Syria’s prime minister escaped an assassination attempt Monday when a bomb went off near his convoy in Damascus, state media reported, the latest attack targeting a top official in President Bashar Assad’s regime; Damascus, Syria.
This photo released by the Syrian official news agency SANA, shows Syrian fire fighters extinguishing burning cars after a car bomb exploded in the capital's western neighborhood of Mazzeh, in Damascus, Syria, Monday, April. 29, 2013.
Prime Minister Wael al-Halqi was unhurt in the bombing in the capital’s western neighbourhood of Mazzeh, state TV said. The TV showed footage of heavily damaged cars and debris in the area as firefighters fought to extinguish a large blaze set off by the explosion.
The daring attack in the upscale neighbourhood, which is home to many embassies and government officials, was another blow to the regime, exposing its vulnerability in the very seat of Assad’s powerbase.
Syria’s conflict started with largely peaceful anti-government protests in March 2011 but eventually turned into a civil war that has so far killed more than 70,000 people, according to the United Nations.
A Syrian government official told said that an improvised explosive device was placed under a car that was parked in the area and was detonated as al-Halqi’s car drove by.
The official spoke on condition of anonymity because he was not authorized to speak to the media. The state-run Al-Ikhbariya station said al-Halqi went into a regular weekly meeting with an economic committee straight after the bombing and showed him sitting around a table in a room with several other officials.
The TV said it was showing the video as a proof that al-Halqi was not hurt. But the prime minister’s comments after the meeting did not refer to Monday’s blast and he was not asked about it by reporters, leaving doubts as to whether the footage was filmed before or after the bombing.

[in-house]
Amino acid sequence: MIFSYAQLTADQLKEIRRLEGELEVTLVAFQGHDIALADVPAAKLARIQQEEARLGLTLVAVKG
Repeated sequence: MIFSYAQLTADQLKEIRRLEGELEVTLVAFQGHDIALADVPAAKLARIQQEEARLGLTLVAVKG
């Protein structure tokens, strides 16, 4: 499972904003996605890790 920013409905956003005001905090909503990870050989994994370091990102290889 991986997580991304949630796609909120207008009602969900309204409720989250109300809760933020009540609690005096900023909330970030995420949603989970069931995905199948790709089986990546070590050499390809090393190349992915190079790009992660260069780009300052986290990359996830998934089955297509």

Later Monday, state-run news agency SANA said al-Halqi condemned the blast, which killed “several citizens.”
The report did not give a casualty toll but claimed that the explosion shows how armed groups “are bankrupt” after the latest advances made by Syrian troops around the country.
The Britain-based Syrian Observatory for Human Rights said Monday’s bombing killed al-Halqi’s bodyguard and that one of his drivers was in critical condition. The group relies on a network of activist around the country.
The brazen attack in the highly secure Mazzeh neighbourhood took place only about 100 metres from the residence of the Swiss ambassador.
The posh area is also home to a major military air base, and security forces sealed it off shortly after the blast, allowing only pedestrians to come close. At the scene of the bombing, damaged cars were surrounded by debris, their seats soaked with blood.
A blackened shell of a school bus was left standing. A man told state TV that none of the students on board were hurt because the explosion went off shortly after they had left the bus and headed into the school.
The attack was not the first targeting a high official in the Syrian capital over the past year. On July 18, a blast at the Syrian national security building in Damascus during a meeting of Cabinet ministers killed the defence minister and his deputy, who was Assad’s brother-in-law.
That attack also wounded the interior minister. In December, a car bomb targeted the Interior Ministry in Damascus, killing several people and wounding more than 20, including Interior Minister Mohammed al-Shaar.
Initially, Syrian state media said al-Shaar was not hurt in the Dec. 12 blast. News of his wounds emerged a week later, after he was brought to neighbouring Lebanon for medical treatment for a serious back injury.
Earlier in April, Ali Ballan, head of public relations at the Ministry of Social Affairs and a member of Syria’s relief agency, was shot dead while dinning in a restaurant in Mazzeh. There was no immediate claim of responsibility for Monday’s attack.
Massive bombings like the one that struck the prime minister’s convoy have been a trademark of Islamic radicals fighting alongside the Syrian rebels, raising concerns about the extremists’ role in Syria’s civil war.
Al-Halqi, a senior member of Assad’s ruling Baath party, took office last year after his predecessor, Riad Hijab, defected to Jordan. Al-Halqi was Syria’s health minister before taking the post.
He is a member of Assad’s ruling Baath party and hails from the southern city of Daraa, the birthplace of the Syrian uprising.